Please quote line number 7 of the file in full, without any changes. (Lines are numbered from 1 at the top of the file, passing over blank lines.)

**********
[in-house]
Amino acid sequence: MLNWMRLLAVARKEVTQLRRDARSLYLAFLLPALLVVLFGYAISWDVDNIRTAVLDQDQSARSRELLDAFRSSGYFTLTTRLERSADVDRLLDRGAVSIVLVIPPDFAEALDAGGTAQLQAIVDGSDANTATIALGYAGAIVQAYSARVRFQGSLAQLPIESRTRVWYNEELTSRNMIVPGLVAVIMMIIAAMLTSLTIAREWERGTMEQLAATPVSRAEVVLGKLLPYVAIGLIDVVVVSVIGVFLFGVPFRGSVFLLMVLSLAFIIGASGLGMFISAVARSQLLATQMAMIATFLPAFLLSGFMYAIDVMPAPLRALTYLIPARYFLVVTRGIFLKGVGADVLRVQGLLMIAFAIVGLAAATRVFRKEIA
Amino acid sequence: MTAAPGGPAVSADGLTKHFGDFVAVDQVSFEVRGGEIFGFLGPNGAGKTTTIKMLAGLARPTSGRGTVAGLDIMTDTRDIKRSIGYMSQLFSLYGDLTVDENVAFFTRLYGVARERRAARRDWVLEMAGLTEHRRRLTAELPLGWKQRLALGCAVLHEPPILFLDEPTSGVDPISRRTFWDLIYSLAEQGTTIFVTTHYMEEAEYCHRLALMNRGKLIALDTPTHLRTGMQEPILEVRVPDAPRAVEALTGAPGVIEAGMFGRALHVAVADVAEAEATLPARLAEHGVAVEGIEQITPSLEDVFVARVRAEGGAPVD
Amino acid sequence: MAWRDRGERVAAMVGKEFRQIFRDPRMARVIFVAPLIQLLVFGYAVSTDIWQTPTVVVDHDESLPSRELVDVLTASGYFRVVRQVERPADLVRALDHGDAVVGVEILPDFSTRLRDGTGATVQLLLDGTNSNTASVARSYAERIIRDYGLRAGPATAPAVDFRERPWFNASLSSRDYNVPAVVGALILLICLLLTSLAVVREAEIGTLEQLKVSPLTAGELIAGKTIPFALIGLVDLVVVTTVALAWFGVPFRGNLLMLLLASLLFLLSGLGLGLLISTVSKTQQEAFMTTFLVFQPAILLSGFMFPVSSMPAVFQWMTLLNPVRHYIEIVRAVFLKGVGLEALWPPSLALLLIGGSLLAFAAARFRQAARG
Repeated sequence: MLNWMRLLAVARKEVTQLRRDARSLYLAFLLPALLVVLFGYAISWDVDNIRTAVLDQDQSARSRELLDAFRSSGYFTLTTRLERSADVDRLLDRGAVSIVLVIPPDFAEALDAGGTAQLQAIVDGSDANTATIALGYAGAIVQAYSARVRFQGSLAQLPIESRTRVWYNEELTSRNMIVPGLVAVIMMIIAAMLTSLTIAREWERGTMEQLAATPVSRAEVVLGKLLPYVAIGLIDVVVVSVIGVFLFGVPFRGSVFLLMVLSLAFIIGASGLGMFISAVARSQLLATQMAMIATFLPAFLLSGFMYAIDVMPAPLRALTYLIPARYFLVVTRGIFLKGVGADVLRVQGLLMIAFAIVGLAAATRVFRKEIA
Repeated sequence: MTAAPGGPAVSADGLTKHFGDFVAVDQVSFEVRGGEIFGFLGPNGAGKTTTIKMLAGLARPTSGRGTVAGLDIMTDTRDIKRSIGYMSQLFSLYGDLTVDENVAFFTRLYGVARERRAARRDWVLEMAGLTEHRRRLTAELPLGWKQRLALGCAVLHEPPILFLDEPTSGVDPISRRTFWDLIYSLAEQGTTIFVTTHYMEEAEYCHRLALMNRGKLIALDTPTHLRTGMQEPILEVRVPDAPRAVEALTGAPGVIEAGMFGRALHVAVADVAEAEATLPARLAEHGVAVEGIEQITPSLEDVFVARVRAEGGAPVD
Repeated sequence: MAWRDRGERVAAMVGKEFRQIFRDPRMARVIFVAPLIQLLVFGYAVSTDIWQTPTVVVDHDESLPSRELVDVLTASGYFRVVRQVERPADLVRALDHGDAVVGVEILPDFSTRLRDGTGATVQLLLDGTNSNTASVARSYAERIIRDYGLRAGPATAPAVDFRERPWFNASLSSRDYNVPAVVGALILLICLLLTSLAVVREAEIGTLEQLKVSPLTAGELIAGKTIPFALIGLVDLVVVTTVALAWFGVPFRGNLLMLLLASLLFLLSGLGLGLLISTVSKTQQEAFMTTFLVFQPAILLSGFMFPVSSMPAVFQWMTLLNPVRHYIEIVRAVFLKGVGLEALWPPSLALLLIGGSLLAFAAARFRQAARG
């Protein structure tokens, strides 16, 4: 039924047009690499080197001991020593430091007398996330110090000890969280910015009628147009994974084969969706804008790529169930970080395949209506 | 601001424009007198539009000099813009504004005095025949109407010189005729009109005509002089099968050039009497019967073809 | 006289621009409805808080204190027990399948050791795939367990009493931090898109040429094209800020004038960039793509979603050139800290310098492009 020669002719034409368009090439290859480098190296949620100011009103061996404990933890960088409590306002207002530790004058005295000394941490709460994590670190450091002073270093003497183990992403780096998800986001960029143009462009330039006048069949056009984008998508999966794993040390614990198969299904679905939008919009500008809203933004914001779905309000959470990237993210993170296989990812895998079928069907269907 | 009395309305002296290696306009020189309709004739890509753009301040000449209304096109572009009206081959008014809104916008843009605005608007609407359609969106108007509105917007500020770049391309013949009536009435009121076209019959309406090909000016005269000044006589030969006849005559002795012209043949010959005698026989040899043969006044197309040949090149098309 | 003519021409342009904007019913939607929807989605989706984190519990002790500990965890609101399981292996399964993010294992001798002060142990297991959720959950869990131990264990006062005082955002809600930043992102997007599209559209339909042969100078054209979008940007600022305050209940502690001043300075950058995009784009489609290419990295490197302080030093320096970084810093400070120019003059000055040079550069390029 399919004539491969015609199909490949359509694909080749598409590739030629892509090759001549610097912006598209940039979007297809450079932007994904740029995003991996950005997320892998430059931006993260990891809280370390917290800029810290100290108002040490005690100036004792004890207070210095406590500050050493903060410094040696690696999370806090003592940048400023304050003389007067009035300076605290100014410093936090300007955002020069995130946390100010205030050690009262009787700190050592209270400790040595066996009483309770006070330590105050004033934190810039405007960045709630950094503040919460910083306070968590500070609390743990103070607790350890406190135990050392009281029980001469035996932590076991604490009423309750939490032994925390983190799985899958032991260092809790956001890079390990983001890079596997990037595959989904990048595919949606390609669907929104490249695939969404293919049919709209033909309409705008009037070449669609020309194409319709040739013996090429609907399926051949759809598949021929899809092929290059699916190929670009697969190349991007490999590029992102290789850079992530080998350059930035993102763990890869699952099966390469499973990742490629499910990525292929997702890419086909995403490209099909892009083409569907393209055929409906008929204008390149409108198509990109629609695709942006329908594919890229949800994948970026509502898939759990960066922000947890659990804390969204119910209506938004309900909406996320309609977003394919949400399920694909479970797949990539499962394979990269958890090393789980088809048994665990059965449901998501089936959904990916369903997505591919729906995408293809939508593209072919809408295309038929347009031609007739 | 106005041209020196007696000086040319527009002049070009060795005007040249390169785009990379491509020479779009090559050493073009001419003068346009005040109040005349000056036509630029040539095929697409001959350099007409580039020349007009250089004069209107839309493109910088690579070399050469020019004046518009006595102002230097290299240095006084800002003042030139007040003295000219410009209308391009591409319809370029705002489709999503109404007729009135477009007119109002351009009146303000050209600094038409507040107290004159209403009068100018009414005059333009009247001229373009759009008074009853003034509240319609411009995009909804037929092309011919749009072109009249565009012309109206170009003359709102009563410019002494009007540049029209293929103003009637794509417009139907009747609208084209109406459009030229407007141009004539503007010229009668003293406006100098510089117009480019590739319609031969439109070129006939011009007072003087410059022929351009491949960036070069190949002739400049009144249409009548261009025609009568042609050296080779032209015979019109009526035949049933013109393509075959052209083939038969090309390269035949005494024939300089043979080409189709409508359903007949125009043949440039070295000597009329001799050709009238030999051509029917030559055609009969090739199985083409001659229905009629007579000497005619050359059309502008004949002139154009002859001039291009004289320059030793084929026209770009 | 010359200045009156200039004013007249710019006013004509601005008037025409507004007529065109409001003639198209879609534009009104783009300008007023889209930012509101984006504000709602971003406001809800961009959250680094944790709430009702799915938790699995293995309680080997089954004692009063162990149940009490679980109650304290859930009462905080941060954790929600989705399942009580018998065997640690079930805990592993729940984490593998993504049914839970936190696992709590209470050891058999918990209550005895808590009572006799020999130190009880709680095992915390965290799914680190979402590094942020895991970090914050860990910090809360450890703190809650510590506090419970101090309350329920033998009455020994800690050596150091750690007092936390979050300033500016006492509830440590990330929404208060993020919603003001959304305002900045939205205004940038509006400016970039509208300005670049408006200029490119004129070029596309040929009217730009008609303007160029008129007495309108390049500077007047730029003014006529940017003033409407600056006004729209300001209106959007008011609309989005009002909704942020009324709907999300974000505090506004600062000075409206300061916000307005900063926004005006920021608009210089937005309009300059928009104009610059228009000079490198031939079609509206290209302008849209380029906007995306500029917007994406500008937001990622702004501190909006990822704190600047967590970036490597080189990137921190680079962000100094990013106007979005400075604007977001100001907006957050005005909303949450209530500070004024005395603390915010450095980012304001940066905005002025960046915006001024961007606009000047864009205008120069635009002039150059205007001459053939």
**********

Repeated sequence: MAWRDRGERVAAMVGKEFRQIFRDPRMARVIFVAPLIQLLVFGYAVSTDIWQTPTVVVDHDESLPSRELVDVLTASGYFRVVRQVERPADLVRALDHGDAVVGVEILPDFSTRLRDGTGATVQLLLDGTNSNTASVARSYAERIIRDYGLRAGPATAPAVDFRERPWFNASLSSRDYNVPAVVGALILLICLLLTSLAVVREAEIGTLEQLKVSPLTAGELIAGKTIPFALIGLVDLVVVTTVALAWFGVPFRGNLLMLLLASLLFLLSGLGLGLLISTVSKTQQEAFMTTFLVFQPAILLSGFMFPVSSMPAVFQWMTLLNPVRHYIEIVRAVFLKGVGLEALWPPSLALLLIGGSLLAFAAARFRQAARG